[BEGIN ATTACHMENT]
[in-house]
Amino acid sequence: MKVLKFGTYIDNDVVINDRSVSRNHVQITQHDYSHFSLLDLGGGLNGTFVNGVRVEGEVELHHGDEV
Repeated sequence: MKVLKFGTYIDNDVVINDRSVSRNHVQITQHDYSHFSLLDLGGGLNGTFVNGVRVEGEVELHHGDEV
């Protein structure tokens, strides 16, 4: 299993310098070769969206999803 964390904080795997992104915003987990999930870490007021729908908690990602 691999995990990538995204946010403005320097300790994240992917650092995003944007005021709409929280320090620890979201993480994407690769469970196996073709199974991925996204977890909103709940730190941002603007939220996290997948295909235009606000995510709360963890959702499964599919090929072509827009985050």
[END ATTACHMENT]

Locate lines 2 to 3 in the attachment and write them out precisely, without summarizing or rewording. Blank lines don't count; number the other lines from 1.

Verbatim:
Amino acid sequence: MKVLKFGTYIDNDVVINDRSVSRNHVQITQHDYSHFSLLDLGGGLNGTFVNGVRVEGEVELHHGDEV
Repeated sequence: MKVLKFGTYIDNDVVINDRSVSRNHVQITQHDYSHFSLLDLGGGLNGTFVNGVRVEGEVELHHGDEV